Lindo Mexico Restaurant
It’s a beautiful place
Cash only—not a concept that most of us are familiar with in this age of plastic-in-a-hurry. I cruised into Lindo Mexico for lunch on a busy weekday and was greeted, seated and my beverage brought out before I read the looming, fortuitous “cash only” warning on the menu. Crap. I got up and made tracks to the ATM up the block, apologizing on my way out the door for my lack of money that folded or jingled. When I returned, my drink and chips were gone, and two new diners were seated at the table.
I had to give props to the busser for clearing the table in the five minutes I was gone, and after a surprised look from my server (he probably thought I was gone for good) I was reseated and very well taken care of throughout my meal.
I've heard through the grapevine that the mariscos and the bacony charro beans here are among the best in the city, so my choice of starter was clear: a coctel de campechana (seafood cocktail, $9.99) and a refreshing soda in one of those tall, Mexican-style glass bottles. The chips and a duo of salsas (in their own embossed caddy) were excellent. Despite the mild heat of the two salsas, they were extremely fresh and had a warm cumin aftertaste.
The coctel was positively huge, and prepared for royalty with a bright green avocado, sliced and fanned out to one side and a ruby-red pool of tomato and citrus juices mixed with purple octopus, intensely pink shrimp and meaty oysters. The seafood was high quality, firm but not chewy, and the icy cold juice was augmented with tiny, diced tomato, cucumber, jalapeños and thick shreds of fresh cilantro. Honestly, that and a beer could’ve been a satisfying lunch on their own.
The dining room has the look of a long-established restaurant with red brick, Mexican memorabilia on the walls (including wooden sconces proudly displaying bottles of Hornitos tequila). The glasses and tabletops all bear the name of the restaurant in frosted lettering.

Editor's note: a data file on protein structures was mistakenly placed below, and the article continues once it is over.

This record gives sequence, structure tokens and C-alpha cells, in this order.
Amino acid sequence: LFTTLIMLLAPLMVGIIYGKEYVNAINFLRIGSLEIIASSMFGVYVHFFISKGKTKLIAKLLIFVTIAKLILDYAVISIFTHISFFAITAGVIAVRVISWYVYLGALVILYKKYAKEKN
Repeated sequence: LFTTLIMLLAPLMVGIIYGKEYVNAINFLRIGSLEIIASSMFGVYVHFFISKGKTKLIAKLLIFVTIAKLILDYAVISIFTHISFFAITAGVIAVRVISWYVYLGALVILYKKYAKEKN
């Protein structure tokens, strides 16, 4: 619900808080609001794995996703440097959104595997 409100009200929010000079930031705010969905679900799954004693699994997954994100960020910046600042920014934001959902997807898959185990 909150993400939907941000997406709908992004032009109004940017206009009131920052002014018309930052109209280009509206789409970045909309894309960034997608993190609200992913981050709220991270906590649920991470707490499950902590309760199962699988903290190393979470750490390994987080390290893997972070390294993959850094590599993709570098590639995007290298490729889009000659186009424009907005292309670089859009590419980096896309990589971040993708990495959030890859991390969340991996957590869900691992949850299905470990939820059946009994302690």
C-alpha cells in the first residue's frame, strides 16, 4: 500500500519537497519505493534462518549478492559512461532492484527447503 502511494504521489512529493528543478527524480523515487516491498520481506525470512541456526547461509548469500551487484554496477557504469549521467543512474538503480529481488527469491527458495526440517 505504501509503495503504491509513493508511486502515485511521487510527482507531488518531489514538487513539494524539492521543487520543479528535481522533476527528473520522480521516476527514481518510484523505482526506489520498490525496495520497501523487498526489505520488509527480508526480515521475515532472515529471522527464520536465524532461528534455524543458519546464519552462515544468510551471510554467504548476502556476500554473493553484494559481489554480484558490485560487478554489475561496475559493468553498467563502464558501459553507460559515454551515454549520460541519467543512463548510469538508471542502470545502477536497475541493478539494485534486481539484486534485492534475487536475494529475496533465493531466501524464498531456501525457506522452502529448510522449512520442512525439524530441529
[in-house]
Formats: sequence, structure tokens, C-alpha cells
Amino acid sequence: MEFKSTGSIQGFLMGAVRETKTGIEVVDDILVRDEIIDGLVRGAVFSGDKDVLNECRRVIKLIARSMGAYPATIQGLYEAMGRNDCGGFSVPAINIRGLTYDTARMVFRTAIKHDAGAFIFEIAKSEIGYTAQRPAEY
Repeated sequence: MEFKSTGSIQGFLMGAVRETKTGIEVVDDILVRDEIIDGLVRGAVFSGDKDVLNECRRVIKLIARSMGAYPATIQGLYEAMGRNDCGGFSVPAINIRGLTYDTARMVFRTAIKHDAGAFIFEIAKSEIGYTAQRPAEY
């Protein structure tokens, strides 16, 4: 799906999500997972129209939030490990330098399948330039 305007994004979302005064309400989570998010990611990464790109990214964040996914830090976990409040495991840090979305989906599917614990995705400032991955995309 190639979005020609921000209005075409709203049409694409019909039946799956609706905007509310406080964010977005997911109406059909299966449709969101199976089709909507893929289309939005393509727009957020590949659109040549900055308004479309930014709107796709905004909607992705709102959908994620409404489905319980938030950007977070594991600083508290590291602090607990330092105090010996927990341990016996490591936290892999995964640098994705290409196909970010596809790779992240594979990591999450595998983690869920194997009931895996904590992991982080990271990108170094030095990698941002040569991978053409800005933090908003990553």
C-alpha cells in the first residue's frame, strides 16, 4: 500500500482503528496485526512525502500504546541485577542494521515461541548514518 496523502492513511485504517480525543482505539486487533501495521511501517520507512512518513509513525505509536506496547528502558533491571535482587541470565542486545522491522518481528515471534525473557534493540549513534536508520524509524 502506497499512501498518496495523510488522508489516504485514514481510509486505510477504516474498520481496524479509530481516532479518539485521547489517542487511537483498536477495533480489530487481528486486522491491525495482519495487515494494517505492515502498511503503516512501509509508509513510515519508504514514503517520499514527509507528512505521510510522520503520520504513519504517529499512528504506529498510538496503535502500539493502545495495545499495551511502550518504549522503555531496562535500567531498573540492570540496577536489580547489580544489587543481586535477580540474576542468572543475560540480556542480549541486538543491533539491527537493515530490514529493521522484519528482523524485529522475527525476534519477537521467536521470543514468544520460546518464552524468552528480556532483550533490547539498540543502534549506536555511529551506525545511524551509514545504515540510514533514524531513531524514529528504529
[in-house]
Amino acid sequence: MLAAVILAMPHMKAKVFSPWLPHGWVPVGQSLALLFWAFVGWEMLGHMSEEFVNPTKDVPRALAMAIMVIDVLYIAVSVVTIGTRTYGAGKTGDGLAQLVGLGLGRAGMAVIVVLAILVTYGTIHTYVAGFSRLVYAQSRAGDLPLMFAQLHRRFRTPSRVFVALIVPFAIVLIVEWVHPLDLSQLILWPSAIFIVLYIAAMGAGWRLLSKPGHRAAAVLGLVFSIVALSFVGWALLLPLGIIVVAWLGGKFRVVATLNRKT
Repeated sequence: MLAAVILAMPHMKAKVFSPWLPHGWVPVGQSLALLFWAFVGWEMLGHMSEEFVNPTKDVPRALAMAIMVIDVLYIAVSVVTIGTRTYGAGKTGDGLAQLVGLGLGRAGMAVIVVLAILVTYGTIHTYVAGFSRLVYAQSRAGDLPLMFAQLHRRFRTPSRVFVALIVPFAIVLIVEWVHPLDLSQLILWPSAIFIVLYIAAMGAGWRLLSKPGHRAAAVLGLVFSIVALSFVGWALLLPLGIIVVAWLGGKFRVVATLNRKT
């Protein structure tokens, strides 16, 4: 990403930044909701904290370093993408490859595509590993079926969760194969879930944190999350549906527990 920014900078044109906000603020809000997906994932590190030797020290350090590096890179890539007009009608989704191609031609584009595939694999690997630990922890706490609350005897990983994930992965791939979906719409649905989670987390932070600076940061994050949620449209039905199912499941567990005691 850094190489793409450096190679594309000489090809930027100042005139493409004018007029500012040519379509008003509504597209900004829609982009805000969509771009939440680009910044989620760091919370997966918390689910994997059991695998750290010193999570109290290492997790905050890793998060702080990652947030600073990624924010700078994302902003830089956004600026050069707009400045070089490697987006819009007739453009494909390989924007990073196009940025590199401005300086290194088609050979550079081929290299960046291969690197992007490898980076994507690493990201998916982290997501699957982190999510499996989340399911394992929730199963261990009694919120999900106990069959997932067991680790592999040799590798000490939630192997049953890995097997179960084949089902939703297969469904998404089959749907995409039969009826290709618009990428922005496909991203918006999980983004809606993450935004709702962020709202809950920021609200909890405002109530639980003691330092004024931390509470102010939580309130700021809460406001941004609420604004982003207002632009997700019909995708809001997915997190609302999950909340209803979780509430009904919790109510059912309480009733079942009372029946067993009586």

I was surprised to learn Mexico Lindo has been open for a mere four years, because the service was so efficient and tidy, like part of a well-oiled machine that's been operating for decades. Nobody’s glass was empty, and the food was timed perfectly.
My lunch, the plato de tres tacos ($6.99), came with a choice of beef, spiced pork, chicken, shredded beef, beans and cheese, or chicken. As it turns out, the beef I ordered was actually carne asada—small cubes of steak, flame-grilled and seasoned, and wrapped in soft white corn tortillas. There was plenty of lettuce and tomato on my plate to decorate the tacos, even a healthy dollop of smooth, rich guacamole. In my experience, any restaurant that makes room for homemade guac without an extra charge is well worth a second visit. I would have returned even before I tried the frijoles, but after tasting their special charro beans, I pledged them my love.
Beans are usually OK; some are even good. These were, surprisingly, whipped to a butter-smooth consistency (charro beans are often served whole) and liberally sprinkled with melted white cheese, but the taste was incredible. They were smoky, meaty, rich and must have been spiked with something because after I ate the side portion, I craved more. I craved them beyond what is usually reasonable for something like beans. These were the best beans in town, maybe the best I’ve ever eaten—no lie.
My gullet was much too crammed to even consider dessert, but while I was paying my check, I noticed a plastic candy case that held a veritable treasure trove of Mexican goodies. I bought a Carlos V milk chocolate bar, a weird-looking but delectable coconut roll and a peanutty-licious marzipan De La Rosa candy coin (all $.50 each), for later.
Before I left, I committed to memory a few meal selections for my next visit, which included the camaron al chipotle (shrimp in a chile-chipotle sauce with mushrooms) and the plato de alambre (beef with bacon, ham, jalapeños, onion and tomato).
Lindo Mexico has an exceptional selection of traditional Mexican and mariscos dishes: The best representation of the kind of authentic, reasonably priced cuisine we locals cherish, and out-of-towners brag about to their friends once they get back home. My only issue is their cash-only policy in a world of plastic, but I couldn’t be too hurt. I’m used to no one taking my checks.